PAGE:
Certification - Need your opinion

  1. I am a nurse practitioner in California. Initially I was certified as a Geriatric NP. However, due to some family circumstances (my father was killed in an automobile accident and I took care of my mother when she was dying of leukemia) my certification expired. When I wanted to recertify I discovered that the GNP was retired. And because I waited too long to reapply I would need to test for the Adult/Gero NP. I was told by both certifying bodies that I would need to go back to the institution from where I obtained my NP and take the courses necessary to fulfill the requirements for the AG NP role. The school I attended does not offer the AGNP. I did a macro search on all other nursing schools to find those who offered that option. My only criteria would be that the courses were offered on-line. However, very few offer distance learning. And those that did required a certain amount of time in the actual classroom. Also, many required 500 clinical hours for completion. So it would be like going back to school for the initial NP designation. I am a working NP, and in addition to that, I am a vibrant 70 year old woman. I have been going back and forth on whether to move forward or to just forget it. A big part of me feels inadequate because I am not certified. Rationally I know I am not. I did find one institution (Kaplan University) offering the courses I need, on-line and without the clinical hours requirement. Courses are very expensive and it will take at least a year to complete. And it's Kaplan....

    I am at a crossroads and need some advise on which direction to take. I'm open to all comments.

    Thank you.
  2. Poll: Do I take the plunge and recertify?

    • Yes

      60.00% 3
    • No

      40.00% 2
    5 Votes
  3. Visit ginamazlo profile page

    About ginamazlo, MSN, APRN

    Joined: Mar '18; Posts: 2


  4. by   traumaRUs
    Hmm. How are you practicing as an NP now?
  5. by   ginamazlo
    Quote from traumaRUs
    Hmm. How are you practicing as an NP now?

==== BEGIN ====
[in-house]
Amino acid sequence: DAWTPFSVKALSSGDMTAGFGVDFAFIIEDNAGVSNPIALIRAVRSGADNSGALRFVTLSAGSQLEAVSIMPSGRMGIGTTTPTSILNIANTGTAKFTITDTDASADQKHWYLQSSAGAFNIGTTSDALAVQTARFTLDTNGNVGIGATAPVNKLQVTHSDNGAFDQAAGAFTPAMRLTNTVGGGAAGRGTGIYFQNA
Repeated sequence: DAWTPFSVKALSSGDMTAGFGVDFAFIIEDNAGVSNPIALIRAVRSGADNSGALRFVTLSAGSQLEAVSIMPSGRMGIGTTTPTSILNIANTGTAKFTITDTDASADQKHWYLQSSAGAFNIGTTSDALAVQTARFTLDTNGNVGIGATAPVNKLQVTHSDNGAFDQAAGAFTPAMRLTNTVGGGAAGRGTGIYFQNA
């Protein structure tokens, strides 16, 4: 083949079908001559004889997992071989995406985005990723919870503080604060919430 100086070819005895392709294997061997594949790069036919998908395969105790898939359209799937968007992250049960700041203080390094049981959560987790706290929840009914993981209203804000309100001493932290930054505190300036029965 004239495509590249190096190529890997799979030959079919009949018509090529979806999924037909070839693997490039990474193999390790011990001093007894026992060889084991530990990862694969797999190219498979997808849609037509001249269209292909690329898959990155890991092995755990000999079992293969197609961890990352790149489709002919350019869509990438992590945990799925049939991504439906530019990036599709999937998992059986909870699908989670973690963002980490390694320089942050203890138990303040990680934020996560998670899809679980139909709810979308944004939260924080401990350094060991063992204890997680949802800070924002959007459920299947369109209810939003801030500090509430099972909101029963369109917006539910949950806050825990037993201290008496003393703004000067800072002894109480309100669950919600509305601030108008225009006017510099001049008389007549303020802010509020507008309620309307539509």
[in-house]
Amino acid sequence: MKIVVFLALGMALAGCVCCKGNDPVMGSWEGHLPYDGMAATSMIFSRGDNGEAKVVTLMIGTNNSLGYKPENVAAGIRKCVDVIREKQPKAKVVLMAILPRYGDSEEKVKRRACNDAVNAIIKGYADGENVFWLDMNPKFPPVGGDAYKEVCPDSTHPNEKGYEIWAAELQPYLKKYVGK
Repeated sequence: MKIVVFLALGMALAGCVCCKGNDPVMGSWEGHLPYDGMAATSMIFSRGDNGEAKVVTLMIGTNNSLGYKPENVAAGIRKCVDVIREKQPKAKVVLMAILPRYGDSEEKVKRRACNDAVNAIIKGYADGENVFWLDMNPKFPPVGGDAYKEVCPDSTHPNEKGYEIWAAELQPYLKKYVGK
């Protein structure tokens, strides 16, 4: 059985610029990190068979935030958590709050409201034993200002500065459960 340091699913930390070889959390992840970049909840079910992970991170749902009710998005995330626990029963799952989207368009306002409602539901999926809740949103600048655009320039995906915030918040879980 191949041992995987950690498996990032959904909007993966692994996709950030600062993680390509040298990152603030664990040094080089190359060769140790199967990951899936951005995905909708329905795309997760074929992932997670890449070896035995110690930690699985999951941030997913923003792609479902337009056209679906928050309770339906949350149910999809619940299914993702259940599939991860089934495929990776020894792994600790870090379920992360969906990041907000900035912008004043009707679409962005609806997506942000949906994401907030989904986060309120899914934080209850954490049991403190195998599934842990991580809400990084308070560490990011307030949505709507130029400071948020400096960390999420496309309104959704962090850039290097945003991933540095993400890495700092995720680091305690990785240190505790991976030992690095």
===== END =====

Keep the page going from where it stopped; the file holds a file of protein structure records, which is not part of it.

California is one of the few states that does not require certification.
  6. by   FullGlass
    Quote from ginamazlo
    California is one of the few states that does not require certification.
    In California, you can be certified by having a doctor sign off on your skills.
  7. by   traumaRUs
    Oh wow. Ok then I gues unless you want to move why bother?
  8. by   FullGlass
    Try calling some of the AGNP schools that offer a post-master's certificate. Some of them might waive some classes for you and some clinical time. It's worth a try.
  9. by   Bumex
    I did my AGNP through university of Cincinnati online and loved it. Try taking a look at them.
  10. by   bebbercorn
    Would it be possible to appeal to the BON?
    Last edit by bebbercorn on Mar 27 : Reason: spelling
  11. by   DizzyJon
    Quote from bebbercorn
    Would it be possible to appeal to the BON?
    The BON has nothing to do with the OP being able to sit for the exam or not. If she wants to be recertified then she needs to do whatever the certifying bodies tell her she needs to do.
  12. by   twozer0
    My two cents.

    I do not know your situation but IF I were in your shoes, I wouldn't bother. I would probably do something that I've always wanted to do (unless being an NP is that!). If you don't need the income from working full time or even part time, go do something fun. Travel, do double flights of beers, jump out of a plane, etc. I mean I am not you, nor do I know your situation but I can think of a million things I would rather do than work!

    Best of luck deciding!
  13. by   juan de la cruz
    Even though CA does not require national certification for initial NP license application (for in-state NP program grads) and renewal (for everyone else), some employers do ask for current national certification at least in my field of practice (Acute Care). National certification is required for billing with CMS if you became an NP after Jan 1, 2003 (you're grandfathered if you were an NP and already have a billing number prior to that date). If you think you'll work for more than 5 years more, it might be worth it to update your credentials.
    Last edit by juan de la cruz on Mar 31